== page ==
Intel, in contrast to HP and IBM, has had more directed nanotechnology research. This philosophy has its advantages and disadvantages. The program has been beneficial in that Intel has been able to find ways to increase transistor density and performance in silicon by applying its research to "tweak" certain parameters (i.e. use of strained silicon, multi-gate transistors, high k dielectrics) [link]. At the end of this year, Intel will release its 90 nm chip platform, officially entering into the nanoscale regime. Unfortunately, all this effort will only keep Intel on top of the chip industry until 2010, at best. The reason is that the silicon process will reach its fundamental scientific limit around 2010, preventing it from further miniaturization. Another disadvantage arises due to undirected research taking place at competing R & D labs. Most of these labs have been exploring nanotechnology for the sake of pure science and now are beginning to see many real world applications (i.e. molecular electronics, flexible display technology, etc.). Intel has only recently been exploring the use of nanowire (silicon and carbon) interconnects and the self-assembly of molecules. Other bright spots include incorporating wireless communication into chips and the creation of environmental sensor networks. This late start puts Intel in the middle of the pack for now. Collaborations with top universities and increased R & D spending though could quickly restore Intel's position as an industry leader.
Small Companies, but Pure Nano
It may be hard to imagine, but there are companies out there that are nearly 100% vested in nanotechnology. These companies fall into the first two classifications for firms: bulk material producers and tool makers. The reason for their emergence makes perfect sense when one considers the initial implication of a nanotechnology boom. First with most industries, the least complex products are often the first to market because there is no effort needed to render the raw material into intricately ordered applications. Secondly, if researchers are to explore at the nanometer length scale, then they need tools capable of imaging, probing, and manipulating at the nanoscale, with nanomanipulation defined as controlled movement of nanoscale-objects or atoms. Thus, companies such as Nanophase Technologies (NANX), a materials producer, and Veeco Instruments (VECO), a tool provider, have already become examples of small public companies with a strong nanotechnology focus.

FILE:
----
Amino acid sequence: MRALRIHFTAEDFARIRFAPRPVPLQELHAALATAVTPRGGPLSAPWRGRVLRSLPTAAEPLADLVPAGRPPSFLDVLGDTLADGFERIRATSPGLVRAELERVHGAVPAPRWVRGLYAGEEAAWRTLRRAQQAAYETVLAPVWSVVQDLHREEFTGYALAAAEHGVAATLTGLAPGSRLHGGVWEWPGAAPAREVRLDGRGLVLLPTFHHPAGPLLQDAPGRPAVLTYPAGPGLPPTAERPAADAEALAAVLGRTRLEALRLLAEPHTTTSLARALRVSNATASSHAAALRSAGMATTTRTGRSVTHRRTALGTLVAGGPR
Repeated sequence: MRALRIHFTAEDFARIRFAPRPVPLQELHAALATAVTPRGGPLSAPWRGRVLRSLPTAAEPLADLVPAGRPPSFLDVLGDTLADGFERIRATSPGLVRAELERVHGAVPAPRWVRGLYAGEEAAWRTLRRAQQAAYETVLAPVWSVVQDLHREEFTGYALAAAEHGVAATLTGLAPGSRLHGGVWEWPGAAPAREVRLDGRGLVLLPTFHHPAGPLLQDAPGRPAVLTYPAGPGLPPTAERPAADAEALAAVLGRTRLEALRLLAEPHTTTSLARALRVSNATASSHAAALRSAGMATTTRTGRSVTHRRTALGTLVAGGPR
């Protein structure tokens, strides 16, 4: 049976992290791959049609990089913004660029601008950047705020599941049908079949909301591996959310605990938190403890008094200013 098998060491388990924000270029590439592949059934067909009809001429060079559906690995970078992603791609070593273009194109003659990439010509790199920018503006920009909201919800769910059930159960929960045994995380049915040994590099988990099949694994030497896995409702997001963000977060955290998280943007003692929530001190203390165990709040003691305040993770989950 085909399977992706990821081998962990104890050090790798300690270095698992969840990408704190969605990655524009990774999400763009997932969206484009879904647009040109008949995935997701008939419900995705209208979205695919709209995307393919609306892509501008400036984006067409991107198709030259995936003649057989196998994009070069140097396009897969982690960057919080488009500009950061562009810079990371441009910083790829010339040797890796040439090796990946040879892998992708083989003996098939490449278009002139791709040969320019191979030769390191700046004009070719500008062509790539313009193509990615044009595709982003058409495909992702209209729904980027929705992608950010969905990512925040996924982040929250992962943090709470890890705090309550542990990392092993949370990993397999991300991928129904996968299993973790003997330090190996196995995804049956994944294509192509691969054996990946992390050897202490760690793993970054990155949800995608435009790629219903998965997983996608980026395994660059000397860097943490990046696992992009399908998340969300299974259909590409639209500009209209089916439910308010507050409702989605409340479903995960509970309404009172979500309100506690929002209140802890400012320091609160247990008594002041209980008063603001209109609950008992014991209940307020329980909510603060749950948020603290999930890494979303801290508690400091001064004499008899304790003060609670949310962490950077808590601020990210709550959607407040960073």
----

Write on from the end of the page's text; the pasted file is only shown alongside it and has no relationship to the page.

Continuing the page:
Nanophase is in the business of manufacturing large lots of nanocrystalline materials. These materials are more than just regular powders. The powders are made up of nanoparticles of a particular elemental composition, tailored to the needs of their customers. The company calls their method for production Physical Vapor Synthesis (PVS) [link]; it is where a series of thermal and reactive treatments are applied to a raw metal. Applications for their nanoparticles include various ceramic materials for use in non ideal environments, catalysts, and abrasion resistance. The most intriguing application is Nanophase's use of zinc oxide nanoparticles in sun screens. The zinc oxide blocks harmful ultra-violet light, and the size scale of the particles allows for a transparent sun screen residue. This product is already successful with the cosmetics industry. The outlook for Nanophase is somewhat positive; however, their business is reaching maturity. This prediction is normal for typical bulk materials companies; the market for specialty materials is often small, and better fabrication techniques and competitors drive down prices. The future growth of Nanophase relies on discovery of new materials and/or finding new applications for its unique nanoparticles.